Then there is the whole range of meteorological activities that can be applied to wind energy. They can involve finding the best sites for new wind turbines, monitoring performance of a site and analysing trends. With hundreds of thousands of wind turbines likely to be built over the next 20 to 40 years, this can keep a fellow with an anaemometer pretty busy... (an anaemometer is a device for measuring wind speed)

As you can see ... I believe alternative energy and particularly wind energy has immense potential and picking a career move is wide open -- all these things, large and small, have to be designed, built, installed, and maintained. And since we're not talking about one huge, single power plant, but we're talking about hundreds and thousands of such installations, there's bound to be some close to where you live.

It's a new economy comparable to computers/PCs in the early 80's so the work is everywhere. Instead of having a few mainframe computers in the ivory towers of big business, the PC brought computing power into every business, large and small, and eventually, into many homes as well. Alternative energy, especially wind power is going to do the same for energy.

Researchers, developers, engineers, technicians, distribution and sales, marketing... new career categories are being created ... Whoever heard of a webmaster, a computer programmer or a network engineer in the 80's. Training is becoming available in many segments with technician training being the most advanced. A background in electricity/electronics wouldn't hurt a bit.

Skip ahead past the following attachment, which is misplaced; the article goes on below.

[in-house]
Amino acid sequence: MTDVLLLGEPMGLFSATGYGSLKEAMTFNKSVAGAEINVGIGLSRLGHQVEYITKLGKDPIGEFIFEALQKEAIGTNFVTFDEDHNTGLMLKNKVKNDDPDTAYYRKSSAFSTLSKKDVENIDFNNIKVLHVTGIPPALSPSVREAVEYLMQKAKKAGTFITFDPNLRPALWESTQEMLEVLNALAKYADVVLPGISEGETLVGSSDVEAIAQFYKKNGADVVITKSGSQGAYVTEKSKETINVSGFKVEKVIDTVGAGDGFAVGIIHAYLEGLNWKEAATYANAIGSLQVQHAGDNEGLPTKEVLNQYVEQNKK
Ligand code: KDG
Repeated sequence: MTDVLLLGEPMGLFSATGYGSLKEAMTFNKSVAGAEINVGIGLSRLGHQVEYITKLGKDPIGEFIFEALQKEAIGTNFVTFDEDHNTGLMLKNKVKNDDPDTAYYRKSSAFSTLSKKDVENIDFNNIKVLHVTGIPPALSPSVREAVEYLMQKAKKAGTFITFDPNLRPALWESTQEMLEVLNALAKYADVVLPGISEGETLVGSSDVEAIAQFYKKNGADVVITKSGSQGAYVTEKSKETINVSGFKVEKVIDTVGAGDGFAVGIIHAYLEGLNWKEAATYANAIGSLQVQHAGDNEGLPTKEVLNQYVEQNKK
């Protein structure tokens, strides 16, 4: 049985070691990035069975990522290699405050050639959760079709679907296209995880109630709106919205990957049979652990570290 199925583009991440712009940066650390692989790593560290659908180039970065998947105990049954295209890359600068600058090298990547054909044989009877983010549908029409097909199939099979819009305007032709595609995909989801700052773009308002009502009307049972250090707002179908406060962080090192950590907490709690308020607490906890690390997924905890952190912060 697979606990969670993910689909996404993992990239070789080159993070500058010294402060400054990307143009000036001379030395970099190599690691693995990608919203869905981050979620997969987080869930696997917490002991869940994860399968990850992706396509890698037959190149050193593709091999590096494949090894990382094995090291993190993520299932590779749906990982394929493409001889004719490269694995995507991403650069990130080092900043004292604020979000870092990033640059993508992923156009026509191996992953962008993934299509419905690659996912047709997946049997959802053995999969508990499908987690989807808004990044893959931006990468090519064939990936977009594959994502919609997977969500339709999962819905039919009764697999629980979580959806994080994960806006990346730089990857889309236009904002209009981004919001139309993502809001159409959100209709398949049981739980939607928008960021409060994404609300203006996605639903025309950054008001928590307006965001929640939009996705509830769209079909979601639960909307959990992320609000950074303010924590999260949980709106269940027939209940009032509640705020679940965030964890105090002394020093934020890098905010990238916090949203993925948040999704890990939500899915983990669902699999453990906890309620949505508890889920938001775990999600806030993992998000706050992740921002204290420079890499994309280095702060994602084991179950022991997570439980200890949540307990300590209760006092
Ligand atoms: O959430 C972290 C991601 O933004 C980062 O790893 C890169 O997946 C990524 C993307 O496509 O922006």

Because the NS gov't came in so strong with proposed legislation for independent power producers, some of us are involved with www.scotianwindfields.com . This is a community investment fund (CEDIF) supported by the Nova Scotia government and the whole idea is to keep some RRSP and other investment dollars here in Nova Scotia to support our local economy.

Scotian Windfields has a wind energy resource page that should give you lots of info. There is also a few useful links on their 'thinklinks' page, notably the new (NS) provincial energy strategy.

That's my take on the "big picture" anyway.

Love Mom

P.S. Nice to know you are exploring your options. Renewable energy is a hugely important global trend... don't think you can go wrong in any aspect of this emerging industry.

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Highway7 E-zine, a publication of Hatch Media, is an electronic journal with a focus on commercial, historical, cultural and ecological issues concerning the Eastern Shore of Nova Scotia in Canada. Topics include a growing resource of currently more than 300 articles. More articles and image galleries are added frequently as new material is brought to our attention. With Highway7.com, our primary aim is to serve, inform and reflect the rural communities on the Atlantic Coast of Nova Scotia, as well as to acquaint new residents, visitors, tourists, and investors with the special beauty and enormous potential of our region.